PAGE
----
Warners would ride him hard over the next half-decade, with tough-guy vehicles such as 1931’s Smart Money (his only screen pairing with fellow tough guy Edward G. Robinson) and a pair of 1932 features that featured him behind the wheel; as a big-city cabbie Taxi! and a race car driver in The Crowd Roars. 1933 found him in Lady Killer, a Hollywood satire with his Public Enemy co-star Clarke, and The Mayor of Hell, about the brutal treatment of boys in reform school, while the comedy Jimmy the Gent (1934) paired him with friend Bette Davis. He occasionally got to show off his hoofing ability, as 1933’s Footlight Parade with Blondell and Ruby Keeler. It was the production, with musical numbers directed by the legendary Busby Berkeley, that moveigoers discovered Cagney could sing and dance. He later quipped, “Once a song and dance man, always a song and dance man. Those few words tell as much about me professionally as there is to tell.”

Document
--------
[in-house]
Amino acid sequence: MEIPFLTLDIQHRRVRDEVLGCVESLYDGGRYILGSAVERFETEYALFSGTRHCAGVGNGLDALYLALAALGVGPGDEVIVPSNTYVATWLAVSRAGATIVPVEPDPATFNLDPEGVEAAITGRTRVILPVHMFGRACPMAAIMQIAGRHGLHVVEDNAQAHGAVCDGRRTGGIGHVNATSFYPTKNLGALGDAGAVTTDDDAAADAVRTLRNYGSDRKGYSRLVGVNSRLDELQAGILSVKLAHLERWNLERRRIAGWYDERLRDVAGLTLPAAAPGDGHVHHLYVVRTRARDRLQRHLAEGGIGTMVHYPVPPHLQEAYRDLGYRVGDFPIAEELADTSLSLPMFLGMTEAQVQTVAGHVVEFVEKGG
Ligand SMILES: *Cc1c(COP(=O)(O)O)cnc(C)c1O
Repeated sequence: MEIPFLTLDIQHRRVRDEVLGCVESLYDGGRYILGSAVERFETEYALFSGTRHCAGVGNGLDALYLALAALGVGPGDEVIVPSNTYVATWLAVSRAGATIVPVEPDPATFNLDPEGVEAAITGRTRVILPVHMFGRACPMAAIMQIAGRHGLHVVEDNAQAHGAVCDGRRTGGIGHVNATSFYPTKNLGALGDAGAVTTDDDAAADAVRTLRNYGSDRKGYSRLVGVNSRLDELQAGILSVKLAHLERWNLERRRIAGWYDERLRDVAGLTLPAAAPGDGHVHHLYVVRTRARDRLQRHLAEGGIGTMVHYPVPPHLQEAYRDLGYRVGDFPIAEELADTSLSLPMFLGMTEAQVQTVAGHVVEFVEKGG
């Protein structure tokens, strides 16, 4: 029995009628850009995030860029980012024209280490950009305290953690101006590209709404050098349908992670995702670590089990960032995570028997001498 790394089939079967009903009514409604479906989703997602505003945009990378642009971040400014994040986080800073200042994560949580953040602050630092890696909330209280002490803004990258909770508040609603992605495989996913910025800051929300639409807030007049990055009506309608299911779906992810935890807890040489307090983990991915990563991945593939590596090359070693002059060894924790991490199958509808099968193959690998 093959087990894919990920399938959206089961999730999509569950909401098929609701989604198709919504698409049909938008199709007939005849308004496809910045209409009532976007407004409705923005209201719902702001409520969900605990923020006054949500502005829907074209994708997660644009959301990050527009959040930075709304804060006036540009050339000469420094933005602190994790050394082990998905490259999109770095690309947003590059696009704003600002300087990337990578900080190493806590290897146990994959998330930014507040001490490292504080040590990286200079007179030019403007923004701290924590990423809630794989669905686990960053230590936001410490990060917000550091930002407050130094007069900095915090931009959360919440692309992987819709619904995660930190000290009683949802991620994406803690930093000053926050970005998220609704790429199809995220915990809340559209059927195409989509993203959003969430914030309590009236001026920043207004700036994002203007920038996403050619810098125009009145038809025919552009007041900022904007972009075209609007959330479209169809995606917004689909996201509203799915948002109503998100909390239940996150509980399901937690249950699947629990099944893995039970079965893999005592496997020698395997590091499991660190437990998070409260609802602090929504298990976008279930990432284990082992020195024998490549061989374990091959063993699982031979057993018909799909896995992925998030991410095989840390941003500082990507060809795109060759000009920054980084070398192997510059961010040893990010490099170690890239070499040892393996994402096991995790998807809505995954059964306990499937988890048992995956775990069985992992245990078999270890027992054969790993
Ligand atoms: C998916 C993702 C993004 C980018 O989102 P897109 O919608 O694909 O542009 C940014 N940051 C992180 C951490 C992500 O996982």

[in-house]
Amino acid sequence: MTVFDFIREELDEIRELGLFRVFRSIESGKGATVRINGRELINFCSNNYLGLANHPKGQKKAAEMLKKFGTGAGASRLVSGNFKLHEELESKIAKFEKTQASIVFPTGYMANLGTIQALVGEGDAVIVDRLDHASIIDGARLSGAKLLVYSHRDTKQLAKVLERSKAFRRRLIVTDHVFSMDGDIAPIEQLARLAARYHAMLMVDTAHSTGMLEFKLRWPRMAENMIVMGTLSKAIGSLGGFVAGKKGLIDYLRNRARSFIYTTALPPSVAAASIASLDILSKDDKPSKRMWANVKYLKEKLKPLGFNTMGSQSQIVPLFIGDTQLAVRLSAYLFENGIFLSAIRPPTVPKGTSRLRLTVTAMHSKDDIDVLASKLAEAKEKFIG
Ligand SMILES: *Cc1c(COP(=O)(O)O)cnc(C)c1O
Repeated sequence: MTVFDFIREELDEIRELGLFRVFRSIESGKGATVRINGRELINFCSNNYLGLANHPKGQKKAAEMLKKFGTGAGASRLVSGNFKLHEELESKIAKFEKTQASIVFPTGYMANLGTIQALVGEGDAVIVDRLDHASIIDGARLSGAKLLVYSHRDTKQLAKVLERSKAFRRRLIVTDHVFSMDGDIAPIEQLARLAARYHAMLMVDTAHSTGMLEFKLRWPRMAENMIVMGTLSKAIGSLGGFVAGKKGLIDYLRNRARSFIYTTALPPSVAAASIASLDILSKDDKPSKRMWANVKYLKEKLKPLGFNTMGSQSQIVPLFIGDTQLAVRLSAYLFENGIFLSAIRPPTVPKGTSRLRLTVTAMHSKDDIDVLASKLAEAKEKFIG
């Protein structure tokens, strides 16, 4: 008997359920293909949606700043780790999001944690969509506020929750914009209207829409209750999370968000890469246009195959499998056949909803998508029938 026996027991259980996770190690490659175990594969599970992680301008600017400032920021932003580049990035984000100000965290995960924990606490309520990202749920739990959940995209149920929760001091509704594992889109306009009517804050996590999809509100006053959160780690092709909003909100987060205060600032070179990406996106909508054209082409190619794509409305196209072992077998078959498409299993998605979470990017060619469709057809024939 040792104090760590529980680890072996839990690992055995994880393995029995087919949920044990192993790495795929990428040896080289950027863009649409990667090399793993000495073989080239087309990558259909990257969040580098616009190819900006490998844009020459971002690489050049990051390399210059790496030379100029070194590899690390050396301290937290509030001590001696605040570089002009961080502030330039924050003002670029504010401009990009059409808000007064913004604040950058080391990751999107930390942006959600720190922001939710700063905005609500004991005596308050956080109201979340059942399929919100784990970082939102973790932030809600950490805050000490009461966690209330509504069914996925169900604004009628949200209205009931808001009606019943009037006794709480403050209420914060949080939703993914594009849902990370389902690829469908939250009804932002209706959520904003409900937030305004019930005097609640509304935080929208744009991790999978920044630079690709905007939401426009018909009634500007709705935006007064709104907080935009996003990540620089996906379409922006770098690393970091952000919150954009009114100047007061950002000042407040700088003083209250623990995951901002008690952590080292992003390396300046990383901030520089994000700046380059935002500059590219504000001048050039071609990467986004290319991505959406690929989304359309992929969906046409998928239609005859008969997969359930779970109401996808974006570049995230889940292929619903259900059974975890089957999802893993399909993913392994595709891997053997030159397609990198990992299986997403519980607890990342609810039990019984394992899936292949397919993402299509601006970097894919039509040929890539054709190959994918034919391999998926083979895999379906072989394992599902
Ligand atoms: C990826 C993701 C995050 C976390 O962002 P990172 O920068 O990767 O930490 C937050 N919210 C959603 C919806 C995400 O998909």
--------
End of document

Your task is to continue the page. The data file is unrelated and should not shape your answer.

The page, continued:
As the 1930s continued, he got to engage in war heroics in Here Comes the Navy (the first of his nine screen teamings with pal and fellow New Yorker Pat O’Brien), Ceiling Zero and Devil Dogs of the Air, and audiences saw his multiplicity in the 1935 adaptation of Shakepeare’s A Midsummer Night’s Dream. Seeking more diverse opportunities, Cagney bolted Warners to engage in independent production, but the indifferent public response to Great Guy in 1936 and 1938’s Something to Sing About brought him back to the WB lot. Upon his return, the studio seemed more willing to show off his range, with a run marked by cinema classics like Angels With Dirty Faces (1938), where Jimmy makes a memorable walk down Death Row alongside priest O’Brien, and a pair of tough guy crowd-pleasers in 1939, The Roaring Twenties with frequent co-star Humphrey Bogart and Each Dawn I Die with George Raft.